We were disheartened to hear this week of the alleged foul behavior of longtime open-government champion Robert Freeman.
Freeman, who headed the State's Committee on Open Government for more than four decades, was fired after reports of his allegedly sexually inappropriate behavior toward a young female journalist who was seeking his help earlier this month.
Images of naked or scantily clad women were also allegedly found on his work computer, and state officials were continuing an investigation of 72-year-old Freeman.
Losing Freeman will be a blow to the media across the state. He was the true supporter of open government and could offer an answer to a thorny question "in a split second," as one local reporter once quipped.
Freeman's job was to make sure that government was playing by the rules.
The state's Sunshine Law requires meetings to be open, void of closed executive sessions, unless for some very specific reasons.
Over the time Freeman has held his position, reporters and editors from the Press-Republican have cried foul at area government meetings when local officials tried to sneak off illegally for a closed meeting. Freeman's name was often evoked as the authority with which we pleaded our case.
It worked more often than not, as word was out that Bob Freeman knew what he was talking about and that he meant business.
Freeman was also a ray of sunshine when it came to hunting down documents with critical information that government simply did not want to part with.
The Freedom of Information Law, known widely as FOIL, is a tool journalists use to request public documents that are not always made readily available by government.
Freeman knew the law to the letter and helped with so many requests over the years in all corners of the state.
He was such an expert in all areas of freedom of the press that he received dozens of honors for his advocacy, including induction into the National Freedom of Information Coalition Hall of Fame in 2013.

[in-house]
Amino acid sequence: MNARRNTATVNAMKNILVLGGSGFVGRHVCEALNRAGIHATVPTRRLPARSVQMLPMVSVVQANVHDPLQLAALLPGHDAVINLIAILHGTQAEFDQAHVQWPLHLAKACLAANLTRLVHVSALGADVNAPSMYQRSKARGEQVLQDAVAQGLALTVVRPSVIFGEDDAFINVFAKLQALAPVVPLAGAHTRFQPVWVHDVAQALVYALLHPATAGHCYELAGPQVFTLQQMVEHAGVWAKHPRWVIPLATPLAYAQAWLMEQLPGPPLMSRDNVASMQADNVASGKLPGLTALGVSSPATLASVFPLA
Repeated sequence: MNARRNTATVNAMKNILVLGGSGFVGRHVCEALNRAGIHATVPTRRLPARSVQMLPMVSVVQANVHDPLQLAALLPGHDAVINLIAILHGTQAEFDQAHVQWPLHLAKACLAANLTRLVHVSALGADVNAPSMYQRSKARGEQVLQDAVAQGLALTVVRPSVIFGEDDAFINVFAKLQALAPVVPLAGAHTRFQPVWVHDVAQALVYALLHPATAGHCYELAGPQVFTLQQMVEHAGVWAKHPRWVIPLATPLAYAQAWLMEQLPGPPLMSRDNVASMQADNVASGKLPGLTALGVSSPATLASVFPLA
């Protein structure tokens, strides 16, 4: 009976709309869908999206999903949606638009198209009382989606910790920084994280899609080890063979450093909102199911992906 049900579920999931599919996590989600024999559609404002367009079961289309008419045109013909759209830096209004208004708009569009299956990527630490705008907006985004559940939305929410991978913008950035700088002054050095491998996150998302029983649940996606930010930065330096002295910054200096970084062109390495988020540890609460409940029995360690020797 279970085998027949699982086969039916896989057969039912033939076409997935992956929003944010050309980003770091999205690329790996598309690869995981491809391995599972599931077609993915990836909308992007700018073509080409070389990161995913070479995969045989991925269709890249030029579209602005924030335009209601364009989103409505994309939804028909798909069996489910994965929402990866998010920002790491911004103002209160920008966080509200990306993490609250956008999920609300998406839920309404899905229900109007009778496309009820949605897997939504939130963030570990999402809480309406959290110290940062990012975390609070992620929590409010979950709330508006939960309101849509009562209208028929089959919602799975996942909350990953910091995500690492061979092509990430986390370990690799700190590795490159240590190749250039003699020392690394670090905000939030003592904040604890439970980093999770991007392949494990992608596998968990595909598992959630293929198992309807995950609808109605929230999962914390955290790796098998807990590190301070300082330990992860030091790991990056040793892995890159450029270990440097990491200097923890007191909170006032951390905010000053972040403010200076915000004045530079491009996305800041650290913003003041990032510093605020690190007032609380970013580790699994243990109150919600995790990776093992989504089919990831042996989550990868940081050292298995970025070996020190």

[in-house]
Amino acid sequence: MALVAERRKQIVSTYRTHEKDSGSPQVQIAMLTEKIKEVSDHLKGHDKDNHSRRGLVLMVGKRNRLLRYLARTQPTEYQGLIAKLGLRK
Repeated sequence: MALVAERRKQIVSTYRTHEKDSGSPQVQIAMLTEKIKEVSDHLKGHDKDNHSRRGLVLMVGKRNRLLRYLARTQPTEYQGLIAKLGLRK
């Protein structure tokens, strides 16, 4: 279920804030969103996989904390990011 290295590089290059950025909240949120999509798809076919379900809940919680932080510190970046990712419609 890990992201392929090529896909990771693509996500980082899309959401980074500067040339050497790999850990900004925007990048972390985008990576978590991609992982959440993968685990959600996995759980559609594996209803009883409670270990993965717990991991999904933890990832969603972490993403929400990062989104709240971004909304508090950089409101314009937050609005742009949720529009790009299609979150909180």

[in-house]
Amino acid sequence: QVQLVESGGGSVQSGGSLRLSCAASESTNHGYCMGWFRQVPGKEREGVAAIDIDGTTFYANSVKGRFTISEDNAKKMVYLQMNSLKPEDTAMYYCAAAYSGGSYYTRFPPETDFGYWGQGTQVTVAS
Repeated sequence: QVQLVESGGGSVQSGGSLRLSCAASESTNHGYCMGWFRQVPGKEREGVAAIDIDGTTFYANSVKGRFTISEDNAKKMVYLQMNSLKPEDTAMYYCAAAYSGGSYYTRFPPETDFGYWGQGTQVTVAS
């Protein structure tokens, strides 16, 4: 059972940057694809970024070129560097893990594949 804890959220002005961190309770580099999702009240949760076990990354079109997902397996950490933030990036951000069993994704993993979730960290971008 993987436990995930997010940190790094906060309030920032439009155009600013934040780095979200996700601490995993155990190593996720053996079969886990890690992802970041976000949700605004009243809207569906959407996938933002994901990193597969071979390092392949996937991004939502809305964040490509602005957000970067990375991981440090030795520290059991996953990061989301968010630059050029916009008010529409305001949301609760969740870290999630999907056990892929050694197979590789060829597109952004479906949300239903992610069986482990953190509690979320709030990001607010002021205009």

The irony of Freeman's role is that he was a paid state employee who often drew the ire of politicians, his bosses, for ruling in favor of the media or the public in cases where elected officials tried to hide information.
In a state like New York, where government scandal is rampant, he earned every penny of his $47,000 state salary and $81,000 pension, which he was collecting while still working as allowed in New York state.
His job was usually seen as safe because he was, quite simply, on the right side of the ethics question.
But he does not appear to be on the right side of ethical behavior now, facing a groping accusation and possibly more trouble. He was well aware of right and wrong behavior, having spoken with many journalists over the decades who were investigating just this kind of activity by public officials.
News of the allegations against him is especially disturbing since the "Me Too" movement has shed so much light on the inappropriate treatment of women this past year.
One would think the heightened awareness of such an issue would prevent occurrences of inappropriate behavior, yet, it seems to keep happening.
Losing Freeman is a potential setback for open government, so it is our fervent hope that whoever replaces him is as knowledgeable as he was about state laws and as passionate about providing the public with information that is rightfully theirs.